Scripts for Wesnoth

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Cloud
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Re: Scripts for Wesnoth

Post by Cloud »

Perhaps a combination of ideas could be used?

I can imagine vowel sounds are fairly easy to replicate underwater (pending testing!) hence the use of them heavily in names. Why not use vowel characters as the notes? They can be lengthened and shortened easier than other characters, and are fairly obvious as to what sound they make.

On the musical side I can see them using crotchets (or 1/4 notes ) as their base nit as we do (only they think of it as the single note. All music notes are worked out from there so a minum (or 1/2 note) would be two beats long to them. A quaver (1/8) woulc be a half beat to them. Anything shorter wouldn't be possible underwater, and the longest would probably be 4 beats. 4 beats in a bar, 1 bar per line.

(To non-musical people, clap four times, go to the next line, repeat. For visual layout a grid 4 wide by around about 8 high [depending on what pitches they might have].)

I made a small mock-up, and am suddenly not convinced, but with a little polish it might workable.

Merman/maid underwater speech mock.
Merman/maid underwater speech mock.
merman-underwater-possibl.png (2.26 KiB) Viewed 2682 times
EDIT - might not even be needed now either, seeing the posts made during the time it took me to make this one.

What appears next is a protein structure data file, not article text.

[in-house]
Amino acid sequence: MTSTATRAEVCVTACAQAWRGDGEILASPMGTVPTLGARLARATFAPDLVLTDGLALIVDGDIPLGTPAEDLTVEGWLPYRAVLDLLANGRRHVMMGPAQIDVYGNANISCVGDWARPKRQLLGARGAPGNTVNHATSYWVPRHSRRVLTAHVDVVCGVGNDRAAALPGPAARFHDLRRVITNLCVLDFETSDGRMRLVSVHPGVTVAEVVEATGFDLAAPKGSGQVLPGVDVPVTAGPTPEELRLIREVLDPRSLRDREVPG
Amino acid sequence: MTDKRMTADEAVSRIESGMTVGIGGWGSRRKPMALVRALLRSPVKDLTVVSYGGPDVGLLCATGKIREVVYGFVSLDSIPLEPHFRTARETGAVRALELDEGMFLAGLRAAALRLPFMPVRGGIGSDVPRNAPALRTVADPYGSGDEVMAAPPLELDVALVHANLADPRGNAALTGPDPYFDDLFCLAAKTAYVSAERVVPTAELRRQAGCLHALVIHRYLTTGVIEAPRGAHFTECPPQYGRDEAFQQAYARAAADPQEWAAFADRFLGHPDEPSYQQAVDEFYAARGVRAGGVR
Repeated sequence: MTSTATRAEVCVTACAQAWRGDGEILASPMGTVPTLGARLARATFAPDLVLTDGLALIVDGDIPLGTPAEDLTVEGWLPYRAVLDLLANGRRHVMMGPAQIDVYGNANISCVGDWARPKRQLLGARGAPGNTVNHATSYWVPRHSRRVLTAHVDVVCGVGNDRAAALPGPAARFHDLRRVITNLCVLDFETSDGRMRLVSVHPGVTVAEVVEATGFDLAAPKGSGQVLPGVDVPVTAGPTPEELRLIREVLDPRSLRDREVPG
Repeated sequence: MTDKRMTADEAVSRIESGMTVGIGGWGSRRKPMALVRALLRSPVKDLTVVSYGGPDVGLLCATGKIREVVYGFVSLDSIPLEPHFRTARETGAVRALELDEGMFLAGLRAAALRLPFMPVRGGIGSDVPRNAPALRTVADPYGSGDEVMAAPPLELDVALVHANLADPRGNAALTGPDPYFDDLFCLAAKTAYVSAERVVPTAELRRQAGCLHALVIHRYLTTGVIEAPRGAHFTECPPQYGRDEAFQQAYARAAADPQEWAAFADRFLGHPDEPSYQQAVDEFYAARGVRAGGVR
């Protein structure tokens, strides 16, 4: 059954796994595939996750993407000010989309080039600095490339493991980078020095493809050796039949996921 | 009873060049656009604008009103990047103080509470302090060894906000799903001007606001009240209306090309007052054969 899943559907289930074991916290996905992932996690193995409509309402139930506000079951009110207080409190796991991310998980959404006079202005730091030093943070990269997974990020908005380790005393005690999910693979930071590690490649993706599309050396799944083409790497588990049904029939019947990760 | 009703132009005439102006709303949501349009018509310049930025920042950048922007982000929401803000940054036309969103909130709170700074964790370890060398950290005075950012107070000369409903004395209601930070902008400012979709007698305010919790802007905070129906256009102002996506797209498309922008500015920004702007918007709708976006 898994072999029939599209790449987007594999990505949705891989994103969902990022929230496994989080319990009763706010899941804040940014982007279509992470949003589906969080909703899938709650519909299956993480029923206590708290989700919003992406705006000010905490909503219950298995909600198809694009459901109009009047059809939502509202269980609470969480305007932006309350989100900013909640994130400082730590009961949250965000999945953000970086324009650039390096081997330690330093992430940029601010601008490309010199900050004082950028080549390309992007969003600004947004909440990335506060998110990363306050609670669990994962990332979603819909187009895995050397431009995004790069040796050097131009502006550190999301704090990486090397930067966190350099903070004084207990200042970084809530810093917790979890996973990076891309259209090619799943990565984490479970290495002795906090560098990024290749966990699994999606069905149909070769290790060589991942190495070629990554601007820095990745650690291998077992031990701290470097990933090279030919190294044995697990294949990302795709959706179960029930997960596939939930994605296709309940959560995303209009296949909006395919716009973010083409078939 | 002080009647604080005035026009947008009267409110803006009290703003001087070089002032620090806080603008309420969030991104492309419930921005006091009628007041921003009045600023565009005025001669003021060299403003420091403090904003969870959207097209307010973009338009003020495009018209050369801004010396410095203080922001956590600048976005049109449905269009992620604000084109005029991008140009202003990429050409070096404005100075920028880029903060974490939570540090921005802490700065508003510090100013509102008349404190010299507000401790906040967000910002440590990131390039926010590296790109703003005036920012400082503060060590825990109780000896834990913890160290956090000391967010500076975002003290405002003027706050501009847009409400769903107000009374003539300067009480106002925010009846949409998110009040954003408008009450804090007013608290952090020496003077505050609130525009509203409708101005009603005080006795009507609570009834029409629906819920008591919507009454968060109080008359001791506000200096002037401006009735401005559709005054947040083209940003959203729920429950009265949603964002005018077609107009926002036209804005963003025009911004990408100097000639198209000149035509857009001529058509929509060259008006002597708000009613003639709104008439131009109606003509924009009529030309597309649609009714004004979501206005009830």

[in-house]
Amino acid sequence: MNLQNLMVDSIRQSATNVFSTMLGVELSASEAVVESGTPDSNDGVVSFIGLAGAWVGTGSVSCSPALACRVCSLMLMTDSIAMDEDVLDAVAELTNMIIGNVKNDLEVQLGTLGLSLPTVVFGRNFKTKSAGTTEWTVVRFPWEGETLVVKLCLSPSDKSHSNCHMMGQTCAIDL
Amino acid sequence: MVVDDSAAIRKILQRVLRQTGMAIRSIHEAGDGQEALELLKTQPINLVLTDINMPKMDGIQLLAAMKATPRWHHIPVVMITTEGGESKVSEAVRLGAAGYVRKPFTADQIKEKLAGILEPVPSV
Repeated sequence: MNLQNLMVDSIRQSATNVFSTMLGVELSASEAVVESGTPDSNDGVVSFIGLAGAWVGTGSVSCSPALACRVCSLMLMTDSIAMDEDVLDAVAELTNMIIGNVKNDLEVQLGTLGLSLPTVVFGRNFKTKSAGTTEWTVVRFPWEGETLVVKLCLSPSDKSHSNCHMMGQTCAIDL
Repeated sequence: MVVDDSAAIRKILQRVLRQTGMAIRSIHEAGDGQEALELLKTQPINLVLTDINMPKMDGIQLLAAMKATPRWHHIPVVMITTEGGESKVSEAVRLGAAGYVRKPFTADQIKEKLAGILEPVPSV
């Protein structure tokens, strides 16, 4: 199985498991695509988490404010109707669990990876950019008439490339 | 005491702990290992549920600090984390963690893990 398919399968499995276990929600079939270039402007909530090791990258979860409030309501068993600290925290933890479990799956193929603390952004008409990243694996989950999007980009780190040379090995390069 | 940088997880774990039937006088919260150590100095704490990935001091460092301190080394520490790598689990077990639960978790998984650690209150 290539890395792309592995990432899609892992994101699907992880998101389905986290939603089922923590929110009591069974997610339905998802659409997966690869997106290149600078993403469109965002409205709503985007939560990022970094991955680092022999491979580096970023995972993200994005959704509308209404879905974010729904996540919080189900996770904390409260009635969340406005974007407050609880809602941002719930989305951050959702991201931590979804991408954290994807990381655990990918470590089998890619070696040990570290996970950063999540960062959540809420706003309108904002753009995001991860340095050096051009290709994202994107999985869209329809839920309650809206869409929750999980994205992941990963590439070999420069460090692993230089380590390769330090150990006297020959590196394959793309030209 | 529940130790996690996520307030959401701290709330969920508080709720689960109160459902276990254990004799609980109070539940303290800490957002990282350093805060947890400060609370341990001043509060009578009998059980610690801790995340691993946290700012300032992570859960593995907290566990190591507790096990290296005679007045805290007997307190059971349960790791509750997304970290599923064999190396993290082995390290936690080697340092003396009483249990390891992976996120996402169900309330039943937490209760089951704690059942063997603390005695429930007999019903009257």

In other news - glad to have helped with the measurement system of the Suarains Kitty :).
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kitty
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Re: Scripts for Wesnoth

Post by kitty »

Hmm, perhaps this is too cheap and un-scientifical but I could imagine to simply assign groups of "human" phonems to melinath's 48 merfolk syllables. Those connections would not be in regards of content between mer- and human language but rather in regards of phonetic similarity within each system on its own. I'd try to make 16 groups each of three similar phonems and assign respectively four of those groups to the base glyphs (which represent the sound quality in mer-speak).

Rough example (bear in mind that my knowledge of phonetics is rather limited and I only want to explain the idea):

whistle

rising
short (p)
middle (b)
long (t/d)

falling
short (k)
middle (g)
long (q)

level
short (m)
middle (n)
long (ŋ)

warbling
short (x)
middle (h)
long (ɦ)


growl

rising
short (æ)
middle (a:)
long (ɒ)

falling
short (ʌ)
middle (ʊ)
long (u:)

etc.
.
.
.

--------

Cloud - yours is an interesting system as well. But I honestly can't tell if you or melinath are right in regards of the possibility to produce vowels underwater... And if I understand your suggestion right it has the same problem of translatability as melinath's system - we would still need a whole language with grammatics and word lists and all that stuff...

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melinath
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Re: Scripts for Wesnoth